(Updated) In November, 2008, close to 580,000 Connecticut voters said “YES” to a Constitutional Convention, but it was soundly defeated by more than 267,000 votes. It was a David vs. Goliath campaign as reflected by the “YES” vote.

The engine driving that vote, in favor of this historic convention, was Initiative and Referendum, as reflected by a Courant-UConn poll, showing Connecticut citizens favoring ballot initiative by 65 percent to 30 percent opposed, and five percent undecided. The Hartford Courant, October 30, 2008 article, announcing the poll results stated “The poll found a correlation between a poor opinion of the General Assembly and support for the ability of citizens to legislate by petition and referendum.”

The Connecticut General Assembly has ignored this strong expression of public support for Initiative and Referendum. In the 2009 legislative session, four Initiative and Referendum Bills were submitted by legislators. Not one of them received a public hearing, and all died in the Government, Administration, and Elections Committee. Yet, that same committee gave a public hearing to bills such as “An Act Concerning the State Dance”.

Is there a more dramatic example of the Connecticut General Assembly being more unresponsive to the wishes of the Connecticut public?

Connecticut is one of only 19 states without any form of direct democracy. Direct Democracy; namely, Initiative, Referendum and Recall come from the Progressive Era, which began 120 years ago. At that time, Initiative, Referendum and Recall were a direct response to entrenched Legislatures being beholden to special interests, such as the railroads, the mining industry, and the banking industry. Some would argue that history is repeating itself here in Hartford, and in Washington. Initiative and referendum is responsible for passing Women’s Suffrage, direct election of United States Senators, child safety labor laws, term limits, public financing of elections, medical marijuana, and increasing the minimum wage, to name a few.

Most of our Connecticut elected officials maintain that the present system is working fine, and that legislators are accessible and responsive. If that is so, how do you explain their complete indifference to the 2008 Courant-UCONN poll results showing 65 percent of Connecticut citizens favoring Initiative and Referendum?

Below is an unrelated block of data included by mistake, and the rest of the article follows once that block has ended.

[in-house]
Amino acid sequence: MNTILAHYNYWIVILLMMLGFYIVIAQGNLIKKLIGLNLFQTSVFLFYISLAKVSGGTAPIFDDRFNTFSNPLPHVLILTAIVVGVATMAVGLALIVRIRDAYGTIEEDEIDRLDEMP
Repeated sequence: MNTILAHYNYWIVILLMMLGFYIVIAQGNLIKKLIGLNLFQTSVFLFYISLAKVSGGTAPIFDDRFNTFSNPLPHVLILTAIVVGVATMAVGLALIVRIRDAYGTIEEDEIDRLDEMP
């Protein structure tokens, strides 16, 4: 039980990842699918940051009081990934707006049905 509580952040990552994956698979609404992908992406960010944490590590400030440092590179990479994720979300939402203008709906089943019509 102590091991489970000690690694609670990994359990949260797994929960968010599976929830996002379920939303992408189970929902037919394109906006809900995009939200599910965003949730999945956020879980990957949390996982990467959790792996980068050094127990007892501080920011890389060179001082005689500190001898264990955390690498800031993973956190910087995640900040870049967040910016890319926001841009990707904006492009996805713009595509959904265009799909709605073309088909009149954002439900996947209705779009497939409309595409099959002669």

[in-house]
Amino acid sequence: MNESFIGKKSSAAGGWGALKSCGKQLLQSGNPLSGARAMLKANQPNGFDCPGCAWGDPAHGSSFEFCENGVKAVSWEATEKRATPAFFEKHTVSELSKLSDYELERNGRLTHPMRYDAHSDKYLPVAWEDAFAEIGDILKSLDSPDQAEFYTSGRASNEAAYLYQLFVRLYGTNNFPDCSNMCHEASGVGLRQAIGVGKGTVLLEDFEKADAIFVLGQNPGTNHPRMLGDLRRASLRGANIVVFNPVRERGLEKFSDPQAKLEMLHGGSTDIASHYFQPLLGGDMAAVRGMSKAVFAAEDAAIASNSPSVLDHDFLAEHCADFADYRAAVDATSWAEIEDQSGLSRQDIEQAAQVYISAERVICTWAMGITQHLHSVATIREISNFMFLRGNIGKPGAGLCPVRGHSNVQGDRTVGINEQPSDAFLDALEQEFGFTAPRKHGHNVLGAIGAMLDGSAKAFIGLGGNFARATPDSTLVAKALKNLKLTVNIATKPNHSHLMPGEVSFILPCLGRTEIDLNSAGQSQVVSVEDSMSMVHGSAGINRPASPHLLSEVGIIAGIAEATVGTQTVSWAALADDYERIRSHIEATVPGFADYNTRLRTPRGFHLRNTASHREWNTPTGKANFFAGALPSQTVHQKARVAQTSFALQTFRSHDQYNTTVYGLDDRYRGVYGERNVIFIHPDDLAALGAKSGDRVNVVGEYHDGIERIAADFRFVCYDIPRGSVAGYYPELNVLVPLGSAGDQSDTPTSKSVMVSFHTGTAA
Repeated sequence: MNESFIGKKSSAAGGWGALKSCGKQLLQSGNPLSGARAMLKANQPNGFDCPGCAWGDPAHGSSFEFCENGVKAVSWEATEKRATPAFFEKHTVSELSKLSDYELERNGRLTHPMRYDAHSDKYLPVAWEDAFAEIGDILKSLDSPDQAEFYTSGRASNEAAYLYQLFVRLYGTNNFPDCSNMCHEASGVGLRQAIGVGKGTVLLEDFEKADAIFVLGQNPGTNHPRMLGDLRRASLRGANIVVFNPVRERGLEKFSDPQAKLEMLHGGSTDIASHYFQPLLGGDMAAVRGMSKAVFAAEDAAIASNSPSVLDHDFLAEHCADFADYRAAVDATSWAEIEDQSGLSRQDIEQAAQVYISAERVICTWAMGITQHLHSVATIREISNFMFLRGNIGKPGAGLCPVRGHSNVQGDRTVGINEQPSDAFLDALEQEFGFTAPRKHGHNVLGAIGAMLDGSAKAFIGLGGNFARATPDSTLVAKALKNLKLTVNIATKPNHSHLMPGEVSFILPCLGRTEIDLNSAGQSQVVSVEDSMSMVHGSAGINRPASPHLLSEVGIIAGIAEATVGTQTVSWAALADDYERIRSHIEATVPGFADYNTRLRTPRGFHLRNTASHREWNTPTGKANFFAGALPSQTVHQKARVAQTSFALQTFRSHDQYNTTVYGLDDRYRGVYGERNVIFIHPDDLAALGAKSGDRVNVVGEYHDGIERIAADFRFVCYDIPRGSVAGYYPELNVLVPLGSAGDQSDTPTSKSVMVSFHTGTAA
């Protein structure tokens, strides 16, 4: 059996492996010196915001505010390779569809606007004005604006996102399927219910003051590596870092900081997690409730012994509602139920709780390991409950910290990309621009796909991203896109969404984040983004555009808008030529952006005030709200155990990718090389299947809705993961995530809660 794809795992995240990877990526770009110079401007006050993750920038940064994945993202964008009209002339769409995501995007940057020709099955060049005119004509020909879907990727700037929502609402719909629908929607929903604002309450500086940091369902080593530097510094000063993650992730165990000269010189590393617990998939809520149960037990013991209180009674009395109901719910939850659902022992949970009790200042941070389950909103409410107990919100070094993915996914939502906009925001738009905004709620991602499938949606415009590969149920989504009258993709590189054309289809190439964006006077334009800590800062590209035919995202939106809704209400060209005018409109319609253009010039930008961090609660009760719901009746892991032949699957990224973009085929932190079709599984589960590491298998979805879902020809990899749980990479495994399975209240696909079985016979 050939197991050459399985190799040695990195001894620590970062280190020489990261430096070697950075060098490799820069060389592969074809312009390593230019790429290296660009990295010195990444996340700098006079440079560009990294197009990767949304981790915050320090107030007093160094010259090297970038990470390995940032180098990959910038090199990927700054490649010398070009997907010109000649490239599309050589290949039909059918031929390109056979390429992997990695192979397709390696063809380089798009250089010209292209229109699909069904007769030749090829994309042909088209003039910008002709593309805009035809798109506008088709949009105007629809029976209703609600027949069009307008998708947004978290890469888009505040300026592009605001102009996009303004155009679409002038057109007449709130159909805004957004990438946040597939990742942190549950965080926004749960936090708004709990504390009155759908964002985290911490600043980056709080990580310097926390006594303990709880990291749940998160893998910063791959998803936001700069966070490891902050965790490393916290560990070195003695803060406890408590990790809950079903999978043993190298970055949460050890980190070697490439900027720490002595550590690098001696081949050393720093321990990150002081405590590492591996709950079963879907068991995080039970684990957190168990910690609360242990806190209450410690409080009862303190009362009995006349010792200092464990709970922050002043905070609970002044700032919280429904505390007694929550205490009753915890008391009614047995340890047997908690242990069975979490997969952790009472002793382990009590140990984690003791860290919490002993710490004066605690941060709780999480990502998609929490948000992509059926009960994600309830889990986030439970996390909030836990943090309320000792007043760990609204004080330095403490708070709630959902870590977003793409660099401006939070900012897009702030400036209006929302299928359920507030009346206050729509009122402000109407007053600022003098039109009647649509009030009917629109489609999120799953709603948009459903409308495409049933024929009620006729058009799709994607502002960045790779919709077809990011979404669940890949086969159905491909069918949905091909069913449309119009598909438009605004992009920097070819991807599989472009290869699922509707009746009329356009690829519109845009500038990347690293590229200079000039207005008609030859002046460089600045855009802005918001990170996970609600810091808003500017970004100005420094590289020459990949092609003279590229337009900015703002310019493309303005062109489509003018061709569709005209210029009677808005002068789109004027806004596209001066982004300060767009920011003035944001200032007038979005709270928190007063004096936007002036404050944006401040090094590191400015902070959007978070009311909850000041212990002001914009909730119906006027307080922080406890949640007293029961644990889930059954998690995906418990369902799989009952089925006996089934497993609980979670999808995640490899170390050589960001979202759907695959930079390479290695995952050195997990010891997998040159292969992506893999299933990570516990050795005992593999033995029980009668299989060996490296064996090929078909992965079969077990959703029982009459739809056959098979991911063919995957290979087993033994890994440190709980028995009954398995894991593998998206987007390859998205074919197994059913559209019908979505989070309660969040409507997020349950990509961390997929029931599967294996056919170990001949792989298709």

What is documented is that special interest lobbying at our State Capitol, has increased by 500 percent since 1990. What is also clear is that over one-third of our legislative offices races were uncontested in the 2008 election, and more than 95 percent of the incumbents were re-elected to office. In addition to the obvious entrenchment of our legislators, we see the anemic performances of the public watch dog agencies, the Office of State Ethics, and the State Elections and Enforcement Commission. Both agencies have been substantially enhanced, both in staff and budget, yet enforcement, particularly with the Office of State Ethics, has all but disappeared, especially when compared to its predecessor, the State Ethics Commission. All the while, the public is made aware on a continual basis of frequent missteps by it’s elected officials.

In October, 2008, I debated Attorney General Richard Blumenthal on the Constitutional Convention question, as well as the issue of citizens having Initiative and Referendum rights. His suggestion at that debate was that the Initiative and Referendum issue should be addressed in the context of a legislative election and not through a Constitutional Convention. We have heeded the Attorney General’s advice. A non-partisan, issue neutral political action committee called Connecticut Citizens for Ballot Initiative, www.letourvoicesbeheard.org, has been formed. The purpose of the Committee is to advocate for ballot initiative and to educate the public as to where candidates stand on this critical issue for the 2010 state election, this November. Every candidate for state and federal office from all parties, will be asked their position on Initiative and Referendum, and we will then publish their position on our website, Facebook, and other media.

Perhaps in 2011, with a new and more responsive legislature, the voices of Connecticut citizens will be heard through a long awaited public hearing on new legislation, which, if made into law, will empower Connecticut citizens and give them a voice in their state government and their State’s future.

John J. Woodcock, III is Chairman of the Connecticut Citizens for Ballot Initiative, a former Legislator, and former State Ethics Commissioner.